Sonic Soap is a touch-free liquid soap dispenser that uses a motion sensor to detect when your hand is underneath the dispenser. This way, you do not have to touch a soap pump, soap bar, or liquid soap bottle in order to get soap on your hands. It refills from the pop-top and has an "EZ-View" fill window to let you see when you need to add more soap. The Sonic Soap is a good way to load up with soap touch-free for a twenty-second hand washing as recommended by the CDC (US Centers for Disease Control and Prevention).
The cost of Sonic Soap is $19.99 and the shipping is FREE!
Price is from As Seen on TV Commercial page: buysonicsoap.com
The Sonic Soap dispenser has an on / off switch on the base. Note, you do have to lift and touch the dispenser to turn it on and off.
This narrow strip of clear plastic runs down the length of the Sonic Soap dispenser. The user can see how much soap is left in the dispenser and when it is time to refill, judging by where the color of the soap is in the EZ-View fill window.
The highlight of this product, the motion sensor senses a handheld under the dispenser. This keeps you from having to touch the dispenser to get soap.
The manufacturer claims that no drips of soap will remain after the Sonic Soap has dispensed one dollop of soap, due to the silicon dispenser tip.
The Sonic Soap is under the homemaker's control. Thus, you can fill it with not only any kind of soap, but you can choose to use it with hand sanitizer too. Face wash is another suggestion made by the manufacturer.
The main highlight of this product is that you do not need to touch it to get soap. With the latest fears of spreading or getting COVID-19, it is important to most people to simply touch fewer things other people have touched. Sonic Soap eliminates the possibility of multiple bathroom users touching a pump dispenser or holding onto a soap bottle and transferring germs that way. The manufacturer's webpage shows with a black light photo where people have touched a regular soap dispenser. Note, the general term "germs" refers to both bacteria and viruses.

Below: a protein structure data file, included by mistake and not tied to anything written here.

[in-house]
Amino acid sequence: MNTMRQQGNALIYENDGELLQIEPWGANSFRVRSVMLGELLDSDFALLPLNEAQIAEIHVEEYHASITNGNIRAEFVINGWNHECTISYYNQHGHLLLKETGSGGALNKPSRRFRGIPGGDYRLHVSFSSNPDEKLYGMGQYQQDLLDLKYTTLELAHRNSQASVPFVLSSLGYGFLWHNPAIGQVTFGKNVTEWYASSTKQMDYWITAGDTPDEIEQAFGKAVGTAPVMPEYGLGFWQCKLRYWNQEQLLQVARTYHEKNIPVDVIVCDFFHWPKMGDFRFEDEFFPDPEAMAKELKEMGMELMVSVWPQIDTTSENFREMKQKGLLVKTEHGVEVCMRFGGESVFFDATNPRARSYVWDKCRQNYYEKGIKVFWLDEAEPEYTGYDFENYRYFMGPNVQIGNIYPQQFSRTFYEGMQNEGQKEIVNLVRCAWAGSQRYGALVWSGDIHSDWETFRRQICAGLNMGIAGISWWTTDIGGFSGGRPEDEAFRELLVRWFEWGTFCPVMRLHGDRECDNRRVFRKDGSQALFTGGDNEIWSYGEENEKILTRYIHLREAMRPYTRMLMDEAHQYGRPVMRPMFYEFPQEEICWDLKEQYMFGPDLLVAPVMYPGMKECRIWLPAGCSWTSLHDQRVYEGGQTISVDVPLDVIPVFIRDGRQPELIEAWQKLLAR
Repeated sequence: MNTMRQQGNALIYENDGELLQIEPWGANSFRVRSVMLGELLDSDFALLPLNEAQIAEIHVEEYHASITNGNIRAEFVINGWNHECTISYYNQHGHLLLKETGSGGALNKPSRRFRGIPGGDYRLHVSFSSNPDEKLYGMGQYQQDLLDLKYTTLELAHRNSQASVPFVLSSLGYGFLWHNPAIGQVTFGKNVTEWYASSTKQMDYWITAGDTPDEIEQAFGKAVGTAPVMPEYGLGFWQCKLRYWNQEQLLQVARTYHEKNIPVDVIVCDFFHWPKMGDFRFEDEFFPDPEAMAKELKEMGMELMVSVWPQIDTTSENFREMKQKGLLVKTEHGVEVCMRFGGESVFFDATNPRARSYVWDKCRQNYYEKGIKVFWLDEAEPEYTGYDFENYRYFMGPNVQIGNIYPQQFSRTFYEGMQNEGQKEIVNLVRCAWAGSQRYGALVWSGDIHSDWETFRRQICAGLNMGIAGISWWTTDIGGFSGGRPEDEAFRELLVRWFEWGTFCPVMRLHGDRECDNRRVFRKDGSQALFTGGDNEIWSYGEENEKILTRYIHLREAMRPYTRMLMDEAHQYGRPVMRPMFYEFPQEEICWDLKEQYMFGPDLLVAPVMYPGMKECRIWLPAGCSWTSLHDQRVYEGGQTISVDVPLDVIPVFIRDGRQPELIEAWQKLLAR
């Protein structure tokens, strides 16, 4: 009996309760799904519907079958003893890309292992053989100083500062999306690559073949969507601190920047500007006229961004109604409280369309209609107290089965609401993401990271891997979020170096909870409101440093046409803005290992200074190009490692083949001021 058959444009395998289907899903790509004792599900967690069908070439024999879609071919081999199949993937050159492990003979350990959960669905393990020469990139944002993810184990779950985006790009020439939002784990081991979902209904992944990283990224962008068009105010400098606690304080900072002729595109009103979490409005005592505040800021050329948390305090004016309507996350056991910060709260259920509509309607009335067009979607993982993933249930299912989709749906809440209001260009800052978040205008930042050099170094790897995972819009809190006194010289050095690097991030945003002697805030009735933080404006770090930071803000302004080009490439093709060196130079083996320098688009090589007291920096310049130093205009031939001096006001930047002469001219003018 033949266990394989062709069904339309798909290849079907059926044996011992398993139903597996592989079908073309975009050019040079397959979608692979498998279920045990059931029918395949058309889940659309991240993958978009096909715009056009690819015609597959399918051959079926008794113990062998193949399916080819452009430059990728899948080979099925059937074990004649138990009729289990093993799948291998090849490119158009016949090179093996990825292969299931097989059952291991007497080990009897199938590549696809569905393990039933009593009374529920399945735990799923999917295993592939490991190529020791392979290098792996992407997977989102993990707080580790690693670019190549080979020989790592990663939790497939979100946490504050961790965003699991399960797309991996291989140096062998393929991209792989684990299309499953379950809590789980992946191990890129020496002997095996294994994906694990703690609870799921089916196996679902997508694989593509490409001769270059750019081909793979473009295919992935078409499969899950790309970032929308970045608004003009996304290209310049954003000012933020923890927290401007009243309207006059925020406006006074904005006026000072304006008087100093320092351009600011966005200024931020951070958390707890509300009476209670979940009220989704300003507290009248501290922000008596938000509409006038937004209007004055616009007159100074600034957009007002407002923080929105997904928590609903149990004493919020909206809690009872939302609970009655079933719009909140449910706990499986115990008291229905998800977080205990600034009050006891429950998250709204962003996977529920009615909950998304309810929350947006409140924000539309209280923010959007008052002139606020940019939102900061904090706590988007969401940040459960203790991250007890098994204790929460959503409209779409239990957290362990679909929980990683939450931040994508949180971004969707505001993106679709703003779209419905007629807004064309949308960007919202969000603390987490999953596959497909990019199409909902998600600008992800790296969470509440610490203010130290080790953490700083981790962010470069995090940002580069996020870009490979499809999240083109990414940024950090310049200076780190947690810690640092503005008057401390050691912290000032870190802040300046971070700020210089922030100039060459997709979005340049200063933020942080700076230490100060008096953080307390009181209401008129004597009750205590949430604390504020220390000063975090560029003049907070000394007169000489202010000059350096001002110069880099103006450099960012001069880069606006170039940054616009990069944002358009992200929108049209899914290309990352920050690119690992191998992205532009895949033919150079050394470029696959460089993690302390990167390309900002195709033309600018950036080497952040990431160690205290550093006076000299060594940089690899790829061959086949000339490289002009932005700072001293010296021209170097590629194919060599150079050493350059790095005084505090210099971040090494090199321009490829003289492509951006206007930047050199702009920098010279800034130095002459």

The CDC recommends hand washing by wetting your hands, adding soap, and scrubbing your hands with soap for at least twenty seconds. Having a convenient dispenser nearby that you do not have to touch gives people confidence in using it and encourages handwashing.
Seeing soap magically come out of the soap dispenser without touching it is fun for kids, so they want to wash their hands more too!
Upon viewing the easy on-off switch image on the bottom of the Sonic Soap dispenser, it appears that there is a panel on the bottom of the dispenser, of the type that normally encloses batteries. The webpage for the product does not mention the need to purchase any battery. However, this product might require one or more batteries in order for the motion sensor to work.
It appears that soap residue may build up inside this dispenser, and there is no mention of whether the inside is easy to rinse out or clean. Soap residue may adhere to the plastic inside or to the silicon tip. Removing additional soap residue appears to be beyond the scope of the manufacturer's discussion.
The CDC recommends numerous times when it is good to wash your hands. A few examples are: 1) before, during, and after meal preparation, 2) before eating, 3) before caring for someone who is sick in the home, and 4) after diaper changes for a child. The easier it is to get some soap on your hands at the sink during or after any of these tasks, the more likely anyone will be to wash their hands. This makes the soap dispenser helpful.
Do not confuse this with Sonic Soap that is meant for use with a sonic cleansing brush, a beauty treatment and deep cleaner. Generally, a web search will find the product used with sonic cleansing brushes, whereas the product discussed here and made by manufacturer Bell & Howell is a liquid soap dispenser.
The Sonic Soap dispenser appears to eliminate touches used to get soap for handwashing. However, to pop the top to add soap, you need to touch it, and to turn the product on or off you also need to touch it. If the person setting up the soap really wants the dispenser to be entirely bacteria-free, he or she should wipe the top and bottom with an antibacterial wipe after filling it and turning it on. Overall, for a conscientious hand-washer, the best feature may be the ease of use rather than total germ elimination.
You can get two dispensers for less money. The second is priced at approximately one-third of the price of the first. If you take the product page at its word you may decide to use one Sonic Soap for dish soap in the kitchen, for example, and another for liquid hand soap in the bathroom. In that case, this may be a good deal for you.
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